For the sort of art thay will most definitely still be art tomorrow, James Gillick is the artist to go to. This year he celebrates his retrospective exhibition: 20 years. Don't miss it.
James Gillick and his exceptional work is often spotted at the Game Fair and will be on display at Burghley this year. Janet Menzies discovers what makes this sporting artist tick, and why his art is truly art. For more Field approved sporting artists see paintings by Sir Alfred Munnings and sculpture by Elliot Channer.
With much contemporary art, whatever the genre, the inevitable question arises: will it still be art tomorrow? James Gillick’s extraordinarily crafted oeuvre of still life, figure, portrait and equestrian paintings answers a resounding “Yes”, and, indeed, for long after tomorrow.
This month’s retrospective exhibition shows us why and how his work has been built to last. James Gillick explains, “Brought up in a house full of artists – including uncles and cousins – you grow up looking at art in a special way. Gainsborough was my first love and when it came to my own painting, I was very conscious that I wanted to produce work that I could really stand beside and feel was worthwhile.”
There is so much more to a painting than what it looks like and taste in art is subjective and changeable, so it became important to James Gillick to produce art of the highest quality on all levels. “As an artist you are trying to measure whether what you like is actually any good – but with something like a car you at least know objectively whether it is well built. I decided to make my paintings as well as I could, which meant doing a great deal of research. The materials, for example. Oil paint is very volatile, so I started reading and studying back through time to find out about this,” he says.
Gillick’s research led him back to the Spanish, Flemish and Dutch masters of the 17th century, especially Velázquez. “I think you will find many artists admire Velázquez; he is a painter’s painter. I also identify with him because he had such a happy married life. I have six children and here in Lincolnshire we try to live a really natural life. In season the larder often has game hanging in it and whatever you see in one of my still life paintings has been shot locally and will be prepared and eaten in our big kitchen.”
Though heavily influenced by the Spanish bodegón style, the limited palette and subdued colours in James Gillick’s still life also have similarities with the Dutch masters. But one thing you will not see is the traditional Dutch puritan reminder of vanitas. A mouldy fruit, a bone, even a skull, was meant to remind wealthy patrons that collecting art was a vanity that no true puritan should indulge. Gillick comments, “My clients shouldn’t apologise for being able to afford my paintings. They are skilful, talented people in their own fields who have worked hard and earned the right to buy. Those who like my work are very much like the typical Field reader in that they have great respect for the natural world and a genuine, uncomplicated view of the world. I love simple, humble objects that have their own beauty and it’s important to bring out those qualities in a strong and straightforward way.”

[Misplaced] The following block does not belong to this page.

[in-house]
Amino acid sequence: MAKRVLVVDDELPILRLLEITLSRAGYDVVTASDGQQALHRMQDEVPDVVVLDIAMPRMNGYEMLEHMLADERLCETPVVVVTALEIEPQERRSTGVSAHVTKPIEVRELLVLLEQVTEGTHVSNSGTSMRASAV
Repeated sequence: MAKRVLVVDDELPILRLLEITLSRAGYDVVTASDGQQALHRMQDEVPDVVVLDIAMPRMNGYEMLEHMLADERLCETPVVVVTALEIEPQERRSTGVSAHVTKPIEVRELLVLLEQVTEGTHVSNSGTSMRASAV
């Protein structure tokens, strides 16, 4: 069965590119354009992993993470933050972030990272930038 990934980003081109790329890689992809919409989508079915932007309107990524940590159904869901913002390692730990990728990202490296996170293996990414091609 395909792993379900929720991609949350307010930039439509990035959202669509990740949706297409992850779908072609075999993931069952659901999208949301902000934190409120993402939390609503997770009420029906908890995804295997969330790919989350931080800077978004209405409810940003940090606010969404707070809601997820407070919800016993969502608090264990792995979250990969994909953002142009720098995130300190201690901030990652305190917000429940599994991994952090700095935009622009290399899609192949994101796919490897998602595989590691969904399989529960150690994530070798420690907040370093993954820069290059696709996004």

This is particularly obvious in Gillick’s equestrian work, where his horses move in a naturalistic way, with essentially no background other than the canvas preparation. For a lover of Stubbs’s Whistlejacket, the style is irresistible. Gillick agrees: “So many of my clients actually ask me for these very simple backgrounds and especially that green-grey terre vert colour we know from Whistlejacket. But Stubbs would never have let the painting be exhibited like that. It isn’t finished! He would have passed it on to a studio apprentice to have an appropriate pastoral setting painted on. That background that we all love so much today is, in fact, the primer for the canvas. But the beauty is that it allows you to concentrate just on the animal.
“I love painting horses and I don’t think they have really been painted well for a long time. The standard, side-on ‘conformation’ pose we are so used to isn’t really at all natural for the horse and you can often see it in their eyes. I want to capture their true personality.”
Whether it is a horse in the middle of a buck and a squeal or a brace of partridges waiting to be plucked, Gillick’s paintings do get to the heart of the matter and, best of all, you don’t have to feel guilty about buying one.
James Gillick will exhibit new work alongside his Retrospective Exhibition: 20 Years, at the Jonathan Cooper Park Walk Gallery, 20 Park Walk, London, SW10 until 4 July and at Burghley Horse Trials, Lincs, from 3 to 6 September.